Jan 30, 2015 by

It’s the wealthiest Americans who are recovering from the Great Recession.


A new report from the Economic Policy Institute says that the benefits from the economic recovery are being enjoyed by the nation’s top 1% of income earners while the rest of us still languish with relatively stagnant, even falling, wages.

Overall income grew by nearly 37% since 1979, but growth for “1 Percenters” was some 181%. When factoring the 1% out, the 99% saw their income grow only by 2.6%. Moreover, after the recovery from the Great Recession, the top 1% have enjoyed “an alarming share of economic growth.” According to University of California/Berkeley economist Emmanuel Saez, who is cited in the report, the top 1% captured 95% of the total income growth between 2009 and 2012.

“In previous recoveries, the majority of income growth was accounted for by the bottom 99 percent,” said Mark Price, a labor economist who co-authored the study.

Price says several factors, including a minimum wage that hasn’t kept up with the rate inflation, declining union membership, and an extremely slow recovery from the Great Recession, are the primary factors why a vast majority of Americans haven’t seen their incomes rise over the past several years.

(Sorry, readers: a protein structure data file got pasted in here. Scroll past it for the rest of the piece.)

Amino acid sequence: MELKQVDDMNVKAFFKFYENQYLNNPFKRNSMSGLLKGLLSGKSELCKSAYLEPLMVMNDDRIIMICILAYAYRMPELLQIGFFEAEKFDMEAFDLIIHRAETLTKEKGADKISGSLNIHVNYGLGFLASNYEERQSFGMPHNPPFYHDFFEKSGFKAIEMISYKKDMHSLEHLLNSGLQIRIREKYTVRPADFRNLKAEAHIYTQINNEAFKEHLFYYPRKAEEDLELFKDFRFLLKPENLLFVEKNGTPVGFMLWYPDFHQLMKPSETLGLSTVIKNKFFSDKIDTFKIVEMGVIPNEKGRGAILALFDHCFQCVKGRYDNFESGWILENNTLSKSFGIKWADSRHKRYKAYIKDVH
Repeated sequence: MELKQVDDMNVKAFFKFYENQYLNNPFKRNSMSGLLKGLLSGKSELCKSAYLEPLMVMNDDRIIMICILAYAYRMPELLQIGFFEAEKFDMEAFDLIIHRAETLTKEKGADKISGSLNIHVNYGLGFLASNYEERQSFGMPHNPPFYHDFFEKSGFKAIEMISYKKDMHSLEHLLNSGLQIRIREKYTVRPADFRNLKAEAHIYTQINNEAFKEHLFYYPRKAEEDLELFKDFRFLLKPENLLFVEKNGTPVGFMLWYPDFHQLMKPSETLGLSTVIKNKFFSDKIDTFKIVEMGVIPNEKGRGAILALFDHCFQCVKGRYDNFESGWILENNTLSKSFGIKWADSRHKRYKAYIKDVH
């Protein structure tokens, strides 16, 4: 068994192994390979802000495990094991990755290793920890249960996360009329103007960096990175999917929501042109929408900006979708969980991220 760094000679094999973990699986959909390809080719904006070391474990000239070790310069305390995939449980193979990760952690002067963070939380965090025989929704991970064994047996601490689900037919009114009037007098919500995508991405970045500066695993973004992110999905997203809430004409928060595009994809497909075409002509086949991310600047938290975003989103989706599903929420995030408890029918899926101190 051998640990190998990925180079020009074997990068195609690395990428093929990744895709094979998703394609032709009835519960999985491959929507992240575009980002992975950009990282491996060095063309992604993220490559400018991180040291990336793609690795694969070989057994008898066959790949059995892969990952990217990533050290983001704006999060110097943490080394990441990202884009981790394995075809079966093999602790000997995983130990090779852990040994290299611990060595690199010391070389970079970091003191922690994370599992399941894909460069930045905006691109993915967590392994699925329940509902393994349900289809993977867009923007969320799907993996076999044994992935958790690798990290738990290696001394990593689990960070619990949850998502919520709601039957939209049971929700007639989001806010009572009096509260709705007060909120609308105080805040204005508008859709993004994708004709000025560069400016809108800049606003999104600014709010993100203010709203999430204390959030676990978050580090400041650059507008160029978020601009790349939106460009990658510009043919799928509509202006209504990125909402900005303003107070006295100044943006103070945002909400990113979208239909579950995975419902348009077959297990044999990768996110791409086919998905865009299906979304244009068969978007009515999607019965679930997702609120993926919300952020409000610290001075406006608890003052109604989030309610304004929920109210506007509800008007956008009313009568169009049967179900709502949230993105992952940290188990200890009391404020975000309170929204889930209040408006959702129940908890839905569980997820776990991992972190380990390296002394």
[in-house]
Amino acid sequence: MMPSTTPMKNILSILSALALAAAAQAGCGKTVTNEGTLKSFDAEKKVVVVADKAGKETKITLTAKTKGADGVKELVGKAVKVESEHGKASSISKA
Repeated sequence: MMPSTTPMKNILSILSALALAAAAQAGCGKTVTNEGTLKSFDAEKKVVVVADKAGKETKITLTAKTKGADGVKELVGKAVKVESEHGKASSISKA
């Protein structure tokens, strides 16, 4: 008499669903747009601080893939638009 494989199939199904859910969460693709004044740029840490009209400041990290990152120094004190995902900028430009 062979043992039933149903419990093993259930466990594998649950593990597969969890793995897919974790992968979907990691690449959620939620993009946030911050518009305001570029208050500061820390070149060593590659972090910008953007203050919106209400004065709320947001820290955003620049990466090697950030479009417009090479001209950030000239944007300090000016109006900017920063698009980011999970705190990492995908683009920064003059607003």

The Institute’s report, “The Increasingly Unequal United States of America,” details the disparity in wealth, not only for the nation, but in every U.S. state. It’s based on tax data collected every year by the Internal Revenue Service.

Added to the report is a map that details income inequality by state, and shows how much income it would take to be a 1 Percenter in each state and the District of Columbia.

So, what does it take to make it into the 1% of earners? In Arkansas, you’d need to pull in $228,000 a year. In Connecticut, the threshold is $678,000, which also happens to have the greatest income disparity of all states. The Nutmeg State’s 1% makes 51 times more money than what the rest of the wage earners average in the state. By comparison, Hawaii’s 1% make just under 15 times the  amount as other wage earners there.

Look at the Economic Policy Institute’s map, below, to see how bad income disparity is in your state.

Click to enlarge.

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